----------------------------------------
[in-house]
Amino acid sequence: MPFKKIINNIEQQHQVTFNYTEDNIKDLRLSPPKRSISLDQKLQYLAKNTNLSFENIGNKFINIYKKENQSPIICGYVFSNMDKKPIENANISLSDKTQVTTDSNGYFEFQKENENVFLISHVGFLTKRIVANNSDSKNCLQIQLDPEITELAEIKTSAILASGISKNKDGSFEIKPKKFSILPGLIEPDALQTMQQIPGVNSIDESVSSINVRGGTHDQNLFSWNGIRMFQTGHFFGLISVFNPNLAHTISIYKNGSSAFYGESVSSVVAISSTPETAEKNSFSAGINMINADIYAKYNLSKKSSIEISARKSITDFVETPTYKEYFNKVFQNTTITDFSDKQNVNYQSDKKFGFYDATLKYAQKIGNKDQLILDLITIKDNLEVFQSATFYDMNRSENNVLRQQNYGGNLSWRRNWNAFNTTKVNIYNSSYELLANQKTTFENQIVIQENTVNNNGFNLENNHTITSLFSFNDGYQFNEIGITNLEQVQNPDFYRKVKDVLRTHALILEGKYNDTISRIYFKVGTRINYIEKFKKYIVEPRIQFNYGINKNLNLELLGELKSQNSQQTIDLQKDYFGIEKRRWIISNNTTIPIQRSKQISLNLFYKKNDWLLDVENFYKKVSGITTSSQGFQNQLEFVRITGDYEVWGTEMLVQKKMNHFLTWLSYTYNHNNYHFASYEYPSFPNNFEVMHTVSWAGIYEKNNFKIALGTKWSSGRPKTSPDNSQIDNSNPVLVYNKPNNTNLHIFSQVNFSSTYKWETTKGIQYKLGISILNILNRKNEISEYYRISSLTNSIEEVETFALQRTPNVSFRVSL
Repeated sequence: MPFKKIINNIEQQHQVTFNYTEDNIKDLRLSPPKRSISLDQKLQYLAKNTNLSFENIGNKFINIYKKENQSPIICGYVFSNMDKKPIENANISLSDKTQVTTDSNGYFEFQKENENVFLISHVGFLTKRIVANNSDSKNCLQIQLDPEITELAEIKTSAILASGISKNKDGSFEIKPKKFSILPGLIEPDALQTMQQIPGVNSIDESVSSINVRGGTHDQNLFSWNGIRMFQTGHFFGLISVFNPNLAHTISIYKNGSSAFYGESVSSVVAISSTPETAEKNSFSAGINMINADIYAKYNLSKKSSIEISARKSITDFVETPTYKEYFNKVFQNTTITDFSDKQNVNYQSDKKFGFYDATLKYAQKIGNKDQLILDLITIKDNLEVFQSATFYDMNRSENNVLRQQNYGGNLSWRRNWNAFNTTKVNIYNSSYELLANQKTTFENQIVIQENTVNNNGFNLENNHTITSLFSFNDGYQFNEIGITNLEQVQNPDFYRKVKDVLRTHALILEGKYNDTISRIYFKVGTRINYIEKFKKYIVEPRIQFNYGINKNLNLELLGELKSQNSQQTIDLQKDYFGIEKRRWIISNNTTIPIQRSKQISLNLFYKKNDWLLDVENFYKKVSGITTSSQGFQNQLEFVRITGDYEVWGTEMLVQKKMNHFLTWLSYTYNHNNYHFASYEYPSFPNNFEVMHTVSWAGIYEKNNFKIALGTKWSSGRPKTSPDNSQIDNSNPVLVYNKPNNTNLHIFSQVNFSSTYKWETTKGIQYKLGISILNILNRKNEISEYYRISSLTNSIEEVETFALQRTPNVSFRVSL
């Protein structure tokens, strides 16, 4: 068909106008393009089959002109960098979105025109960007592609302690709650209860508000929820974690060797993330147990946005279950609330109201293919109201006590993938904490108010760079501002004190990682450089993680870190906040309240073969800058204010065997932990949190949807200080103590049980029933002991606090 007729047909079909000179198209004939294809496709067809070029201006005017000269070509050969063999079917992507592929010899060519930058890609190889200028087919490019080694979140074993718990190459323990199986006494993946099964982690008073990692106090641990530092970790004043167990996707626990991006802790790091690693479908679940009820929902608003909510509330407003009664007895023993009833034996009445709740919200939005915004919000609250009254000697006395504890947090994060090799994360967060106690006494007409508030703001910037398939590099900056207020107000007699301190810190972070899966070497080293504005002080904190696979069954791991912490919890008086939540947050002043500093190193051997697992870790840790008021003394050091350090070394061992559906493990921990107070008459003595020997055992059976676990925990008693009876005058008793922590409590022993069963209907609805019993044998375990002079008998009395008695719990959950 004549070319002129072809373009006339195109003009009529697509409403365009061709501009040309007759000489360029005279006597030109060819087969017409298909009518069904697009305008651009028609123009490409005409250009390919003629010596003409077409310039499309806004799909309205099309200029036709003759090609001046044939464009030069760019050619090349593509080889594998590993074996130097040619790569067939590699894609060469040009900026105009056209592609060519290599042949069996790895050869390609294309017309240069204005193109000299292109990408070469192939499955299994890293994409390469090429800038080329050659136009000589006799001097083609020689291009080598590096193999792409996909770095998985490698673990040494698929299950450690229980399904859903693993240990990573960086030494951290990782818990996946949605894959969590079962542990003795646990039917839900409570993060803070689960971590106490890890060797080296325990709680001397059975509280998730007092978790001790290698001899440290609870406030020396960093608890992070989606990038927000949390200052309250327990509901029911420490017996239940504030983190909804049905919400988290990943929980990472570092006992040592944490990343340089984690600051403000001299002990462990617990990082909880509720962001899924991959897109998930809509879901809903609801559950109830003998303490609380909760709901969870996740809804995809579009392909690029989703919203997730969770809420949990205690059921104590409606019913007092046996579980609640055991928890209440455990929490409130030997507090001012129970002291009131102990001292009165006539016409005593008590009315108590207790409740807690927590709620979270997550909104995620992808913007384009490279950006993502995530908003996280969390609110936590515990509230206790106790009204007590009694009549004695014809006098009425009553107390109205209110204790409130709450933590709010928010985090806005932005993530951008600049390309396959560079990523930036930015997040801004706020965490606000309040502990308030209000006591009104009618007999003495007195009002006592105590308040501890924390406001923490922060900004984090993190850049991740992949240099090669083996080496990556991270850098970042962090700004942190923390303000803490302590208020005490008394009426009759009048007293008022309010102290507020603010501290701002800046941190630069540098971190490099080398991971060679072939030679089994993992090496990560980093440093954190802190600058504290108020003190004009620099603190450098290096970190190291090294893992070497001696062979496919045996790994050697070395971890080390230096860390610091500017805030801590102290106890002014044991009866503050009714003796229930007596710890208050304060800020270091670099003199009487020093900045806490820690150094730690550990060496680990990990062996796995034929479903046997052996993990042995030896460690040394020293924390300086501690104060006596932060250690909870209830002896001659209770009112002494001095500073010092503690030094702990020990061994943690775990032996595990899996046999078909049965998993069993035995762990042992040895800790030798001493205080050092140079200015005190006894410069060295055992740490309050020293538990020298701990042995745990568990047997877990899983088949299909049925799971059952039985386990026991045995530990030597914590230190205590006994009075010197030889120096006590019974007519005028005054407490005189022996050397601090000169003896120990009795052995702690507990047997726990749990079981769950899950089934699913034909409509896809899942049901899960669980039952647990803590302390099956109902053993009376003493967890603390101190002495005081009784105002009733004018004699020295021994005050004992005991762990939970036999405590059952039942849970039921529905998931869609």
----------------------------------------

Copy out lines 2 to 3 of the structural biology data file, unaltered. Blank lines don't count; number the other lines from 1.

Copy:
Amino acid sequence: MPFKKIINNIEQQHQVTFNYTEDNIKDLRLSPPKRSISLDQKLQYLAKNTNLSFENIGNKFINIYKKENQSPIICGYVFSNMDKKPIENANISLSDKTQVTTDSNGYFEFQKENENVFLISHVGFLTKRIVANNSDSKNCLQIQLDPEITELAEIKTSAILASGISKNKDGSFEIKPKKFSILPGLIEPDALQTMQQIPGVNSIDESVSSINVRGGTHDQNLFSWNGIRMFQTGHFFGLISVFNPNLAHTISIYKNGSSAFYGESVSSVVAISSTPETAEKNSFSAGINMINADIYAKYNLSKKSSIEISARKSITDFVETPTYKEYFNKVFQNTTITDFSDKQNVNYQSDKKFGFYDATLKYAQKIGNKDQLILDLITIKDNLEVFQSATFYDMNRSENNVLRQQNYGGNLSWRRNWNAFNTTKVNIYNSSYELLANQKTTFENQIVIQENTVNNNGFNLENNHTITSLFSFNDGYQFNEIGITNLEQVQNPDFYRKVKDVLRTHALILEGKYNDTISRIYFKVGTRINYIEKFKKYIVEPRIQFNYGINKNLNLELLGELKSQNSQQTIDLQKDYFGIEKRRWIISNNTTIPIQRSKQISLNLFYKKNDWLLDVENFYKKVSGITTSSQGFQNQLEFVRITGDYEVWGTEMLVQKKMNHFLTWLSYTYNHNNYHFASYEYPSFPNNFEVMHTVSWAGIYEKNNFKIALGTKWSSGRPKTSPDNSQIDNSNPVLVYNKPNNTNLHIFSQVNFSSTYKWETTKGIQYKLGISILNILNRKNEISEYYRISSLTNSIEEVETFALQRTPNVSFRVSL
Repeated sequence: MPFKKIINNIEQQHQVTFNYTEDNIKDLRLSPPKRSISLDQKLQYLAKNTNLSFENIGNKFINIYKKENQSPIICGYVFSNMDKKPIENANISLSDKTQVTTDSNGYFEFQKENENVFLISHVGFLTKRIVANNSDSKNCLQIQLDPEITELAEIKTSAILASGISKNKDGSFEIKPKKFSILPGLIEPDALQTMQQIPGVNSIDESVSSINVRGGTHDQNLFSWNGIRMFQTGHFFGLISVFNPNLAHTISIYKNGSSAFYGESVSSVVAISSTPETAEKNSFSAGINMINADIYAKYNLSKKSSIEISARKSITDFVETPTYKEYFNKVFQNTTITDFSDKQNVNYQSDKKFGFYDATLKYAQKIGNKDQLILDLITIKDNLEVFQSATFYDMNRSENNVLRQQNYGGNLSWRRNWNAFNTTKVNIYNSSYELLANQKTTFENQIVIQENTVNNNGFNLENNHTITSLFSFNDGYQFNEIGITNLEQVQNPDFYRKVKDVLRTHALILEGKYNDTISRIYFKVGTRINYIEKFKKYIVEPRIQFNYGINKNLNLELLGELKSQNSQQTIDLQKDYFGIEKRRWIISNNTTIPIQRSKQISLNLFYKKNDWLLDVENFYKKVSGITTSSQGFQNQLEFVRITGDYEVWGTEMLVQKKMNHFLTWLSYTYNHNNYHFASYEYPSFPNNFEVMHTVSWAGIYEKNNFKIALGTKWSSGRPKTSPDNSQIDNSNPVLVYNKPNNTNLHIFSQVNFSSTYKWETTKGIQYKLGISILNILNRKNEISEYYRISSLTNSIEEVETFALQRTPNVSFRVSL